At that time comparisons with the Italian situation were popular. In Church circles it was recalled that the Italian Concordat had ensured relations which seemed outwardly satisfactory to the Church, though less stress was laid on the fact that this result had been attained only after several painful incidents, the product of which was the Encyclical Non Abbiamo Bisogno (published only outside Italy) attacking the Fascist concept of education and of the State. Finally, if we are to believe the statements of von Papen, the theory that Hitler had conquered Bolshevism played a certain part even with Pope Pius XI himself.
But the most important factor of all was the determination of the Vatican and of Catholicism in general not to appear unfriendly to Germany. Here is the inner explanation of the signing of the Concordat and the generally cautious attitude of the Church towards National Socialism, the inclination to wait carefully as long as possible, the effort to avoid an open break. The Catholic hierarchy did not wish to give the slightest pretext for the charge that the Church is an international organization lacking in sympathy for the special problems of the German people.
I have spoken of the astonishing hope that National Socialism might gradually develop into a conservative, authoritarian government which would create conditions entirely acceptable to the Church. A volume published in 1936 by the Austrian Bishop Hudal, Rector of the German foundation Anima in Rome, is a case in point. His work, "Die Grundlagen des National-sozialismus," tries to draw a sharp distinction between the conservative tendencies of National Socialism represented by Hitler himself, and the radical, anti-Christian, revolutionary variety represented by Rosenberg. Although not inspired by the Vatican, the book must be regarded as a kind of trial balloon sent up by influential churchmen.
In 1937, however, the tactics were altered. The Pope decided to make a public gesture with his Encyclical, while the German bishops ceased attributing anti-Christian measures and propaganda to Hitler's underlings and blamed them on the Nazi system itself. This change in tactics corresponded to an inner change that had taken place in German Catholicism and in the German people. The German Catholics who started out by regarding the year 1933 as a "Holy Year for the Church and the German people" have been bitterly disappointed. The anti-Center Catholics who in 1933 received good jobs have since been put out (e.g. the Chief President of the Rhineland, von Lueninck, who in 1933 made a sensational speech accusing the Center of having sinned against the Holy Ghost by its alliance with atheistic Social Democrats), or have been relegated to unimportant posts (like Vice-Chancellor von Papen, whose chief business it now is to maintain the impression in Vienna that one can simultaneously be a Catholic and a National Socialist).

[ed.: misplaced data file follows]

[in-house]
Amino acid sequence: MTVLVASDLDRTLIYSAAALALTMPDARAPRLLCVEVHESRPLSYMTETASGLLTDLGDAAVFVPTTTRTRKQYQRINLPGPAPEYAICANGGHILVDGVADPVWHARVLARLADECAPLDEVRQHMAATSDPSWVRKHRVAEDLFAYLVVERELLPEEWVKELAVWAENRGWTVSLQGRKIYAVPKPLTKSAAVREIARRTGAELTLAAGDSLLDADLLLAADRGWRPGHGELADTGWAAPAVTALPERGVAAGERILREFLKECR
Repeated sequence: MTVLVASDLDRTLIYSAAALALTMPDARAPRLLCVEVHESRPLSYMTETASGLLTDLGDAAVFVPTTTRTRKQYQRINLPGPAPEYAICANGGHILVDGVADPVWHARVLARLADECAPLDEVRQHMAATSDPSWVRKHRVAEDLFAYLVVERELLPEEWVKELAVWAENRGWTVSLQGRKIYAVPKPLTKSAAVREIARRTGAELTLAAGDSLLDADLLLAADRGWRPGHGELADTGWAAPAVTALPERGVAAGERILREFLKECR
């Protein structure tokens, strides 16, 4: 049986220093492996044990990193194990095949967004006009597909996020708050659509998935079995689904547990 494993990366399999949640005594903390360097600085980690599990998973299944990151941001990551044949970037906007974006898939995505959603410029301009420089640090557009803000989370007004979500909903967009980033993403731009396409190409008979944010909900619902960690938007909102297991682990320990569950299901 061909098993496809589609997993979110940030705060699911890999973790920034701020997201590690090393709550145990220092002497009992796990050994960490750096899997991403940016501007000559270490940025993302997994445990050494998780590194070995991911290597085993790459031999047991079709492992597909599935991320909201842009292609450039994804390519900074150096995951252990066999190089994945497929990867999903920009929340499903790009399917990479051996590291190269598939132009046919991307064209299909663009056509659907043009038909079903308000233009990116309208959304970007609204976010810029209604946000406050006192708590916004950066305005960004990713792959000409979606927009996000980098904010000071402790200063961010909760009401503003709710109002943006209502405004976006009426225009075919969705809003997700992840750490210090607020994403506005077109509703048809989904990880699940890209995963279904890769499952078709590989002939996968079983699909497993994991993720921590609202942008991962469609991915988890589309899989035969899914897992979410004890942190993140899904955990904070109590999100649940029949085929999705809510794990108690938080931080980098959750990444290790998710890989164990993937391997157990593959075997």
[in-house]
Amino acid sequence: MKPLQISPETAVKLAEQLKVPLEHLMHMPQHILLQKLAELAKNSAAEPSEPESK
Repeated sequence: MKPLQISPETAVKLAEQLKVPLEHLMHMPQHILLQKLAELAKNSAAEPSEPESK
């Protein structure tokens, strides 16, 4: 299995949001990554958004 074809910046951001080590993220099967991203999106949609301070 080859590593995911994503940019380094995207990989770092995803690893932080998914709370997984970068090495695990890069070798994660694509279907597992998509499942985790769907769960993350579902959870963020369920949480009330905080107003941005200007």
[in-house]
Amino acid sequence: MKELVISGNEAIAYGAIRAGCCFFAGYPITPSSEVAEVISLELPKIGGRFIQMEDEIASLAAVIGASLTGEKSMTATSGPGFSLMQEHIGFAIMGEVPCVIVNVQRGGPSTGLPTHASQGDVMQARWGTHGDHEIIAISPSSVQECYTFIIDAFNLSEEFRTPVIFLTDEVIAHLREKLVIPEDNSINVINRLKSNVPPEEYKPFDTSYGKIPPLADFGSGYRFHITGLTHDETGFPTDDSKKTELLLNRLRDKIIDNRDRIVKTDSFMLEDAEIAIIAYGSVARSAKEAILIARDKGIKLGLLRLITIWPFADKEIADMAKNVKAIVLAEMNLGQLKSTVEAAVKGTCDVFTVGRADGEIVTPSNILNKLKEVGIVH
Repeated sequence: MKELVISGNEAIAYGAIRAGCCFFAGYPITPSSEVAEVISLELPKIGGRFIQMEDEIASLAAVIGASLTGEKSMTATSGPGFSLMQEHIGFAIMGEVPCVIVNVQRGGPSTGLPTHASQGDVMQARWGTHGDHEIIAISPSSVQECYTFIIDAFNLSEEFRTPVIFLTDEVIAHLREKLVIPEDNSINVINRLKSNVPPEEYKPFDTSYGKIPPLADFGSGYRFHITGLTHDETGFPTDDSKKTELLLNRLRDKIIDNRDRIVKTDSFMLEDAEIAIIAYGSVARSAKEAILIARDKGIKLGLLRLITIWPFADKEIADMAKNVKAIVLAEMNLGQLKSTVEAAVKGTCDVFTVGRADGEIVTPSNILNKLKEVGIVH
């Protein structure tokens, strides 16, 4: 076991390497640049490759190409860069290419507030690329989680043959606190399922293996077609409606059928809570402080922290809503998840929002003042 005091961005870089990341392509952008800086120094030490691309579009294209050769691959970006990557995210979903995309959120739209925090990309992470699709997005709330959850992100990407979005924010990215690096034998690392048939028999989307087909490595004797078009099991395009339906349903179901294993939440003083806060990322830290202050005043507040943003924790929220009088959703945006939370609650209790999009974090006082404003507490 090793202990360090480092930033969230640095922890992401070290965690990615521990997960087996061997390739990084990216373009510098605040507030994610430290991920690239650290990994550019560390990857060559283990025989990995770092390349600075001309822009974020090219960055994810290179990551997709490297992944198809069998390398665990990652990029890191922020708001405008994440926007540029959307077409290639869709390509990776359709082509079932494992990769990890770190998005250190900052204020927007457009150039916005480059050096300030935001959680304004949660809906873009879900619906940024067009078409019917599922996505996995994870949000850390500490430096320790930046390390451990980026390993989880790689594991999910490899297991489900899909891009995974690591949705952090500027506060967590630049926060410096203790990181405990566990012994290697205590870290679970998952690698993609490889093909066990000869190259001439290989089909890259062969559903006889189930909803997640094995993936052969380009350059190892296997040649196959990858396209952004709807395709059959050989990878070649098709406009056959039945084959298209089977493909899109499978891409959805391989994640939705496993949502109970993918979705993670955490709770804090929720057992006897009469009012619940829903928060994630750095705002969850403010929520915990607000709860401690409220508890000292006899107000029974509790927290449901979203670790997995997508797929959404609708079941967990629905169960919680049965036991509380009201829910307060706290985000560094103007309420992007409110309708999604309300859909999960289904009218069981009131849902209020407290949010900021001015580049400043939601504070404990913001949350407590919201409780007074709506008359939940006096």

Gradually, too, a lack of confidence threatened to arise between the people and the bishops -- for all the bishops did not speak out so clearly as the Cardinal Archbishop of Munich. In strictly Catholic circles the silence of the bishops has come in for criticism as never it did in the early Nazi days. A great impression also was made by the uncompromising attitude taken up by the ordinary clergy. Another factor was that whereas in 1933 open criticism of the régime by the Vatican might have been regarded by Protestants as anti-German, by 1937 the Protestants themselves, on exclusively religious grounds, had come to take a position of bitter opposition to the régime as a result of its treatment of many ministers and its attempts to set up a "coördinated" and "racial" Church.
The time had come, in other words, when further hesitation on the part of the Pope would have been inopportune. The long-awaited Encyclical against National Socialist church policy was published. It produced a profound impression. Yet even after this act the Papal Curia would still like to avoid a complete break.
The following seem to be the considerations which have determined this attitude. For one thing, certain provisions in the Concordat with the Reich actually are being carried out. The financial obligations of the State toward the Church are being fulfilled, even though the contributions are being constantly reduced (in Bavaria, for example), apparently in order to put pressure on the Church and force it into line. The more important Catholic associations have not yet been prohibited, though their activities must be private and they are threatened with gradual extinction through lack of prospective members. Furthermore, it is still hoped that the example of Fascist Italy may be followed, that at long last the Third Reich will attempt, like Italy, to reach a practical working agreement with the Church. There are those who think, too, that the existing good relations between Mussolini and Hitler will perhaps lead to a more carefully considered Church policy in Germany. It is also believed that a declaration of war by the Vatican against the Third Reich would simply make the position of the German Catholics worse. Cancellation of the Concordat would furthermore be contrary to all the Church's traditions; and the only possibility after that would be to repeat more clearly and forcefully the accusation previously raised in the Encyclical Mit brennender Sorge.